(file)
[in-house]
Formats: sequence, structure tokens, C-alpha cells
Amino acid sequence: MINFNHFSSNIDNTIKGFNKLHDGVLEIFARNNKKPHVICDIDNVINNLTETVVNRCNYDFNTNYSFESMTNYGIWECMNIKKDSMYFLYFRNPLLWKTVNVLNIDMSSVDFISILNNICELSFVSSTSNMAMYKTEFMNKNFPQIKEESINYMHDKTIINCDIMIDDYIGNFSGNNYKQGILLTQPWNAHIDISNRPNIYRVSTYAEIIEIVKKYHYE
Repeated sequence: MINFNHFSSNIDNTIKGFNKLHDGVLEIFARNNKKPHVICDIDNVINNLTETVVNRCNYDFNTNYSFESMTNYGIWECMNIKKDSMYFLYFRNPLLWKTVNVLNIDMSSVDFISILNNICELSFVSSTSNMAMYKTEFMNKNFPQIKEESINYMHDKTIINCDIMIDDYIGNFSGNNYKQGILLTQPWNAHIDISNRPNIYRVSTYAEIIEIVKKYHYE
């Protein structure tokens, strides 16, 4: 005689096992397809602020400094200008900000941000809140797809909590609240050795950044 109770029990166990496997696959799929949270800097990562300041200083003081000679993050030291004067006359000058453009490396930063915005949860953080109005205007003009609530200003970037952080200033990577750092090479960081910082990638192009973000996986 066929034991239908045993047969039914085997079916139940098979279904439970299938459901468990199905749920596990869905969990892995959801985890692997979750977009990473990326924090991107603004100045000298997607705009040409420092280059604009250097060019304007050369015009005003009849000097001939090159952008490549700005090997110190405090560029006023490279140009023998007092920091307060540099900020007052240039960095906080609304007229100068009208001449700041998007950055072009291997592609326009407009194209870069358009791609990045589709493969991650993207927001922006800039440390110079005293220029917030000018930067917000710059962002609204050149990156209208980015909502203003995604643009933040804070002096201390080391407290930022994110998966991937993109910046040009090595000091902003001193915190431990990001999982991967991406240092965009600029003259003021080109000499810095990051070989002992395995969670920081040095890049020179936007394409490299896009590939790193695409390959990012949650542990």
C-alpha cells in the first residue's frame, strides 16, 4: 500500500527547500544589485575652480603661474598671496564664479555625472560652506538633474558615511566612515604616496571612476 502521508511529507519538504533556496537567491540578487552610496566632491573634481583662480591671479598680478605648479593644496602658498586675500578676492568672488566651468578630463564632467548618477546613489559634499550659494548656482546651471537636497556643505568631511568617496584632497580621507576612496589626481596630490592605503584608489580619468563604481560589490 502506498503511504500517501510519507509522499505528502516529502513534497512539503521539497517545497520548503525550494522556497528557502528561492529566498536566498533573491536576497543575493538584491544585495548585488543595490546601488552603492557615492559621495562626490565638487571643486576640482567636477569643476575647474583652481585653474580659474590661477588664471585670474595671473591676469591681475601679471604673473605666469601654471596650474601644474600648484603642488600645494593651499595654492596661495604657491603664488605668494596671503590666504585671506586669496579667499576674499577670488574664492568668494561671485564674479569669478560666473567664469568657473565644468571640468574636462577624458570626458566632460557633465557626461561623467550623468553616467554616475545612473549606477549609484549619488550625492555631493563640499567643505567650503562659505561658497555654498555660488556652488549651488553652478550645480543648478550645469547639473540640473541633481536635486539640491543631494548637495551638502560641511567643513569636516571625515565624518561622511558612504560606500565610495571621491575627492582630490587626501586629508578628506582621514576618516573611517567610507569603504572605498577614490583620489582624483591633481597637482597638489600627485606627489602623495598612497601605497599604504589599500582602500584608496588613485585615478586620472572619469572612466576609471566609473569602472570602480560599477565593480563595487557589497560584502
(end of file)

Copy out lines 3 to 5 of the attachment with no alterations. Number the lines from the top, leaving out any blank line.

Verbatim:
Amino acid sequence: MINFNHFSSNIDNTIKGFNKLHDGVLEIFARNNKKPHVICDIDNVINNLTETVVNRCNYDFNTNYSFESMTNYGIWECMNIKKDSMYFLYFRNPLLWKTVNVLNIDMSSVDFISILNNICELSFVSSTSNMAMYKTEFMNKNFPQIKEESINYMHDKTIINCDIMIDDYIGNFSGNNYKQGILLTQPWNAHIDISNRPNIYRVSTYAEIIEIVKKYHYE
Repeated sequence: MINFNHFSSNIDNTIKGFNKLHDGVLEIFARNNKKPHVICDIDNVINNLTETVVNRCNYDFNTNYSFESMTNYGIWECMNIKKDSMYFLYFRNPLLWKTVNVLNIDMSSVDFISILNNICELSFVSSTSNMAMYKTEFMNKNFPQIKEESINYMHDKTIINCDIMIDDYIGNFSGNNYKQGILLTQPWNAHIDISNRPNIYRVSTYAEIIEIVKKYHYE
């Protein structure tokens, strides 16, 4: 005689096992397809602020400094200008900000941000809140797809909590609240050795950044 109770029990166990496997696959799929949270800097990562300041200083003081000679993050030291004067006359000058453009490396930063915005949860953080109005205007003009609530200003970037952080200033990577750092090479960081910082990638192009973000996986 066929034991239908045993047969039914085997079916139940098979279904439970299938459901468990199905749920596990869905969990892995959801985890692997979750977009990473990326924090991107603004100045000298997607705009040409420092280059604009250097060019304007050369015009005003009849000097001939090159952008490549700005090997110190405090560029006023490279140009023998007092920091307060540099900020007052240039960095906080609304007229100068009208001449700041998007950055072009291997592609326009407009194209870069358009791609990045589709493969991650993207927001922006800039440390110079005293220029917030000018930067917000710059962002609204050149990156209208980015909502203003995604643009933040804070002096201390080391407290930022994110998966991937993109910046040009090595000091902003001193915190431990990001999982991967991406240092965009600029003259003021080109000499810095990051070989002992395995969670920081040095890049020179936007394409490299896009590939790193695409390959990012949650542990």